The Minnesota Department of Corrections has laid off 48 employees to meet “unforeseen budget shortfalls” related to the corona­virus pandemic, officials said.

In an e-mail to state legislators last week, a senior staffer explained that compounding factors such as contractual salary increases, ballooning overtime for officers and loss of revenue from the agency’s industrial MINNCOR program were to blame for a $4.2 million deficit. Balancing the budget would require a reduction in staffing.

“[The] DOC set aside 1.5% of all work unit budgets a year ago to help prepare for the anticipated salary increases,” Safia Khan, director of government relations, wrote ahead of the special session. “But COVID-19 was an unexpected shock to the global economy, and the DOC is experiencing the fallout.”

She urged lawmakers to keep their “budgetary needs and deficiencies in mind” when considering funding requests. But a legislative deal on spending and borrowing collapsed Tuesday, sinking the DOC’s hopes for state aid in the form of a nearly $13 million supplemental budget request.

Corrections officials began notifying workers from a range of departments, including senior staff, that their jobs had been terminated even before gridlock divided the Capitol. Over the past two weeks, employees ranging from central office education to inmate case managers to health services were let go.

The only position left fully intact was that of correctional officers — whose roles are critical to safety and security inside the state’s 11 prisons — who are already shorthanded.

With roughly 4,300 permanent workers, the agency represents the third-largest employer in the state. Personnel makes up 64% of the department’s $610 million budget.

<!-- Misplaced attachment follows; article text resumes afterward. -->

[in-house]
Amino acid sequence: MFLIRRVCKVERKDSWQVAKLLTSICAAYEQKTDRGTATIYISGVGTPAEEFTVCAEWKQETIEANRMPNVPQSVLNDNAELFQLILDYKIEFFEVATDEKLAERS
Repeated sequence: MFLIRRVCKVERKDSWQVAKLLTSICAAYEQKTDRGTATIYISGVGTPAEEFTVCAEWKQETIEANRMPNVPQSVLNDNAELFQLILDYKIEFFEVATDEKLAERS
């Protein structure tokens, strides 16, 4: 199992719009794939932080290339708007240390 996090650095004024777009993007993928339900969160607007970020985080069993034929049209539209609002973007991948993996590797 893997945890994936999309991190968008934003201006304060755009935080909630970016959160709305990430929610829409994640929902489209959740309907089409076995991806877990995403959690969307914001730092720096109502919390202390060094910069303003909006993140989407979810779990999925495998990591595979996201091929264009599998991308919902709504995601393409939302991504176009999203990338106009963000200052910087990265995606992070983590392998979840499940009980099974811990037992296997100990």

“In order to address structural problems and not deplete cash reserves, we had to make some cuts,” Corrections Commissioner Paul Schnell said an interview. “The longer we wait to act on staffing, the deeper the cuts are likely to be.”

Although Schnell is still exploring other cost-saving measures with Gov. Tim Walz’s office and the Department of Management and Budget, he expressed concern about the implications of further reductions. Additional trims would likely threaten more jobs.

As union members, most employees have 21 days to exercise “bumping rights” — meaning that they can shift within their current job classification or reclaim previous positions at the agency now held by people with less seniority. It’s not immediately clear how many of those laid off will retain employment at the DOC once that process is complete.

The cuts come amid the COVID-19 crisis that has consumed operations for months inside state facilities.

Since the outbreak began, nearly 400 prisoners have tested positive for the respiratory disease and two have died. At least 71 employees also fell ill from the virus, but the majority of them have since returned to duty.

The Minnesota Association of Professional Employees (MAPE), the labor union representing 19 of the pink-slipped workers, had lobbied for DOC deficiency funds to help pay down overtime costs related to the correctional officer staffing shortage and salary increases needed to bolster recruitment and retention.

On Tuesday, MAPE leaders announced their disappointment in the Legislature’s failure to fulfill the request.

“I recently met with two clients who are COVID-19 positive. We are being asked to endanger our lives and at the same time our jobs are being cut,” said Seal Dwyer, a clinical program therapist at St. Cloud prison and President of Local 1702. “We need action from our elected leaders.”

Others lamented that layoffs would only compound problems outlined in a recent Office of the Legislative Auditor report on security in the state’s prison system. The scathing assessment found that persistent staffing shortages, a glut of overtime hours and outdated infrastructure contributed to a dangerous environment for inmates and employees alike.

“We have to address what was found in the report,” Jessica Raptis, a DOC senior program administrator, said in a statement. “Working conditions are not safe and reducing staffing will only make things worse.”